Foraging for Bittlegills
The most common family of fungi in the UK is the Russulas or the Brittlegills. These mushrooms are colourful and abundant but like all the other fungi families there are good tasty ones and some nasty poisonous ones. I will go through the best way to identify a good Brittlegill and how to spot a bad one. Like with all foraging you need to start applying a mental checklist to each thing you find to make sure it meets the exact features of what you’re looking for.
Now the Brittlegills are called so because pretty much all of them have brittle gills. not all of them do but overall it is the key identifier of the family. Russulas have evolved a round cell structure instead of the elongated structure most other organisms have. This round cell structure makes these mushrooms brittle.
These mushrooms come in some of the most incredible colours from Greens, purples, reds, greys, blues, yellows and whites and colours that can be used to narrow down what mushroom it is. For example, red is a definite dangerous colour for the beginner russula hunter. The red russulas include such well-named mushrooms as ” the Sickener” and the “Beechwood Sickener”. No prizes for guessing what their effects are once eaten.
Sometimes the colours can be deceiving and you may think you have a delicious edible when actually you have something that could give you some trouble!
I find Brittlegills absolutely everywhere, I’d go as far to say I rarely go on a mushroom walk where I don’t come accross some sort of brittlegills. It gets to the point where you end up saying ‘Just another Brittlegill’ or another ‘JOBBY’
The Handy Fout Step Process for Identifying Brittlegill Mushrooms
There is a handy four-step process to help you as you approach what you think could be a brittle gill. This is excellent to use when your start to look for these as like I said earlier, the colours of brittle gills can vary from their description and there are many that look similar to each other. What this process does is twofold. It will confirm whether you have a brittle gill in your hand and then determine whether it is a safe brittle gill. It goes –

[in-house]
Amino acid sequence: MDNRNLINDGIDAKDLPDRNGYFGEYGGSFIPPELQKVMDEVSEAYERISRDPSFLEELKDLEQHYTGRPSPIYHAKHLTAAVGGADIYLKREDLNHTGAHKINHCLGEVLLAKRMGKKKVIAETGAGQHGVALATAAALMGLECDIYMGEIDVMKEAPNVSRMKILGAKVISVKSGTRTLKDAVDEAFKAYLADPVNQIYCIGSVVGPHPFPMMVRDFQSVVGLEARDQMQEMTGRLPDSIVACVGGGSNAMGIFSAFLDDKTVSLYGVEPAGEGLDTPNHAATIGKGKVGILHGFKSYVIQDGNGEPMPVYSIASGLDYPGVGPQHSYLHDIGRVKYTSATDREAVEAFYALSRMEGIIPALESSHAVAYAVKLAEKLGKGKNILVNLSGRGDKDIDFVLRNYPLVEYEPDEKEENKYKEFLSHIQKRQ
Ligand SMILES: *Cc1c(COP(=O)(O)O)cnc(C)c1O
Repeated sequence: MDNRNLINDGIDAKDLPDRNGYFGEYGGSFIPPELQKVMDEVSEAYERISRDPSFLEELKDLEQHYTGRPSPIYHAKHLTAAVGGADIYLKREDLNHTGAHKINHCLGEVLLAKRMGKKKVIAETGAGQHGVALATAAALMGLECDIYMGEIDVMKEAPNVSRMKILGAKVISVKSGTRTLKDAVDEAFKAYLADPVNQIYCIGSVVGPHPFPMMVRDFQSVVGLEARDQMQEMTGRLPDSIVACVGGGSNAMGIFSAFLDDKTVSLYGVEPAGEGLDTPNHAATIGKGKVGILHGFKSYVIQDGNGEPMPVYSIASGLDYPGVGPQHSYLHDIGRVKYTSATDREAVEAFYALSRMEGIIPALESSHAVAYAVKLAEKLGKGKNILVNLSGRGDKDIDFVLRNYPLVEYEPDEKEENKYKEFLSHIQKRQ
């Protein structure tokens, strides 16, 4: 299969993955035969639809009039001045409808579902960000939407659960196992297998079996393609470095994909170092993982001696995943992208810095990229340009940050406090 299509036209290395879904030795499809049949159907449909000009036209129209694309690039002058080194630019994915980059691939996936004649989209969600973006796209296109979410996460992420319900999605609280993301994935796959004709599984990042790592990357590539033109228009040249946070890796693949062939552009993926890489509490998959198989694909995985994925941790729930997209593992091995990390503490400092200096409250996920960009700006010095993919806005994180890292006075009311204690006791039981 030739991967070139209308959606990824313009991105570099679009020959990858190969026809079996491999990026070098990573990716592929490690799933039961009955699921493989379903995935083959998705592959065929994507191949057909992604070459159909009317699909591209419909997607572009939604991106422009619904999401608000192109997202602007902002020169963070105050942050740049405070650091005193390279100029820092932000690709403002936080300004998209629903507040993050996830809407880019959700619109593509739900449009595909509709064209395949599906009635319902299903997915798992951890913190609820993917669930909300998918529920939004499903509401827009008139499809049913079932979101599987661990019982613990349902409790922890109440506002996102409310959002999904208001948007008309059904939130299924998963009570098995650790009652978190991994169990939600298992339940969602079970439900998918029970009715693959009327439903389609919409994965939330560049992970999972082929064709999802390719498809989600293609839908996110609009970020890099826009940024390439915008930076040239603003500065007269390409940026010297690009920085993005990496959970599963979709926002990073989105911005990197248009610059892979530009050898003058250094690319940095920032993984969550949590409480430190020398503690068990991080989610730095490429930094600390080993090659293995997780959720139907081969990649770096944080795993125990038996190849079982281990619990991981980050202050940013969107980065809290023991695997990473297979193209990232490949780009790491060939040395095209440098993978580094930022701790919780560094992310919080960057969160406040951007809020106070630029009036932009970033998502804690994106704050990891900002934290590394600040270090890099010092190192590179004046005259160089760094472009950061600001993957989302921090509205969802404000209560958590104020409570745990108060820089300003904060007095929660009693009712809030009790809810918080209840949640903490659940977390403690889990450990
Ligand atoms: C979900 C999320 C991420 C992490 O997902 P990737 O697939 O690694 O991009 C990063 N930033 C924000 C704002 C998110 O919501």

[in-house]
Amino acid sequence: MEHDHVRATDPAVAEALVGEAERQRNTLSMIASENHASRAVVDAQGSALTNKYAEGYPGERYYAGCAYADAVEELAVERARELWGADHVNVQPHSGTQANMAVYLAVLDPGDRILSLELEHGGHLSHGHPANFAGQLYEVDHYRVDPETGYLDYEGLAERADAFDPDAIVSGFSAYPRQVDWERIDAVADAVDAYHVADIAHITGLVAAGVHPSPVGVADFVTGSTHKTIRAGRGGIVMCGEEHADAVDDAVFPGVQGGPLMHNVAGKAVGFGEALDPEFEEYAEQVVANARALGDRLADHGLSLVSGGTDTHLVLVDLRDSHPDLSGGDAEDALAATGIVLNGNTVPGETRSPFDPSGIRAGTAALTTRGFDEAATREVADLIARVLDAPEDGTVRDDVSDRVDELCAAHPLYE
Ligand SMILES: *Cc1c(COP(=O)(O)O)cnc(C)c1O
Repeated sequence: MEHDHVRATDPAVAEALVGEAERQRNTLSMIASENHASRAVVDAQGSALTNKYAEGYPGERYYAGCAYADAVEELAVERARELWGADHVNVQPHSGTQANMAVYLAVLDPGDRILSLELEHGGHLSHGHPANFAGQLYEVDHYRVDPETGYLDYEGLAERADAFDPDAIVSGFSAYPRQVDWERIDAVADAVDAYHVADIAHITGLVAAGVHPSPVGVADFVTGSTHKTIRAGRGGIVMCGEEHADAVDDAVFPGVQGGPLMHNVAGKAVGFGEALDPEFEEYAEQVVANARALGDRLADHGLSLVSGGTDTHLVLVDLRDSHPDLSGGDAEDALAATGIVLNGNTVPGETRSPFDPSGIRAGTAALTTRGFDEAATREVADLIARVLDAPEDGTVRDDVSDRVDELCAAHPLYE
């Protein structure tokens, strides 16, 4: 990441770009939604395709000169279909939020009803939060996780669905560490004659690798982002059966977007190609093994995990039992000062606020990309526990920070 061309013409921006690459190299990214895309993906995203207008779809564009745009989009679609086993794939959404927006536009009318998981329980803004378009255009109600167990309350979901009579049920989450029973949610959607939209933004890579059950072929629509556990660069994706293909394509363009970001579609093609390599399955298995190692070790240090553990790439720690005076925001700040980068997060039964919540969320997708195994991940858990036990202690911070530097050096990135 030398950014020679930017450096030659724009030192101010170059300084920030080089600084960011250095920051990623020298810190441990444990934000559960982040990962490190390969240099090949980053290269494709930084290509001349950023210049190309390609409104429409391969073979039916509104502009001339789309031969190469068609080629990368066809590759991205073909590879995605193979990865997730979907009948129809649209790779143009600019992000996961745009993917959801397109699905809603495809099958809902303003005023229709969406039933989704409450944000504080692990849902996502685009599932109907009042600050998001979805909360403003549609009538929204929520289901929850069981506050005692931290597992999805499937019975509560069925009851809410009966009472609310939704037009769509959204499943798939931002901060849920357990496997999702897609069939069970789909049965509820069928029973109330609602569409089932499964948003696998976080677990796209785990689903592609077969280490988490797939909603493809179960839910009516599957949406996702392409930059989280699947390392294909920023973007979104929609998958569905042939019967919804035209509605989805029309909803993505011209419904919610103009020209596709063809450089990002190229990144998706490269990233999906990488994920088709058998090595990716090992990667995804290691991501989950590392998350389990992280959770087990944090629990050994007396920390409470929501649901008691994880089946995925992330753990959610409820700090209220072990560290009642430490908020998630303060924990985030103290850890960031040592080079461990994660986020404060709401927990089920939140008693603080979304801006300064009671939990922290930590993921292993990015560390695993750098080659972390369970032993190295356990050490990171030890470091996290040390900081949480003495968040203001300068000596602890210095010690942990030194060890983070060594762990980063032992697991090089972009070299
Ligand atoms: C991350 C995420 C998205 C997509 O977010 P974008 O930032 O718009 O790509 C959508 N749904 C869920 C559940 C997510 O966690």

SNAP – FLICK – PEEL – TASTE –
Does the stem snap like a stick of chalk? – This is a feature of the Brittlegills. the stems are all very brittle and should snap just like a stick of chalk
Do the gills break into porcelain-like shards when you flick them gently? – Now this is a universal feature of the Brittlegills, well nearly. There is one that does not have brittle gills and that is the Charcoal burner. Which is a delicious edible and maybe the best eating Brittlegill there is. maybe the exception that proves the rule, but usually a Brittlegills gills will flake away when knocked or flicked
Does the skin on the cap peel away? – The skin on the cap of Brittlegills peels away pretty nicely and should help you to identify a russula
Now, this should only be done when you have gone through the other steps and are confident that you have in your hand a Russula. If a tiny amount of the mushroom placed on the tongue gives a chilli like burn or tingle this means the mushroom is poisonous but a pleasant mushroomy taste means it is edible.
Some of the edible ones will give a peppery taste when placed onto the tongue, however, as a beginner, approaching russula’s it would be best to follow the advice that any heat is a bad sign.
Once you have gone through and learnt more about the edible ones and the further individual identifying features then you can start to approach the ones that give a peppery taste but are in fact edible.
Below are the lists of edible and non-edible Brittlegill ID guides on the site for some further reading and more specific identifying features.
We have plenty of guides for the brittle gills and you can click the links below to take a closer look at them 🙂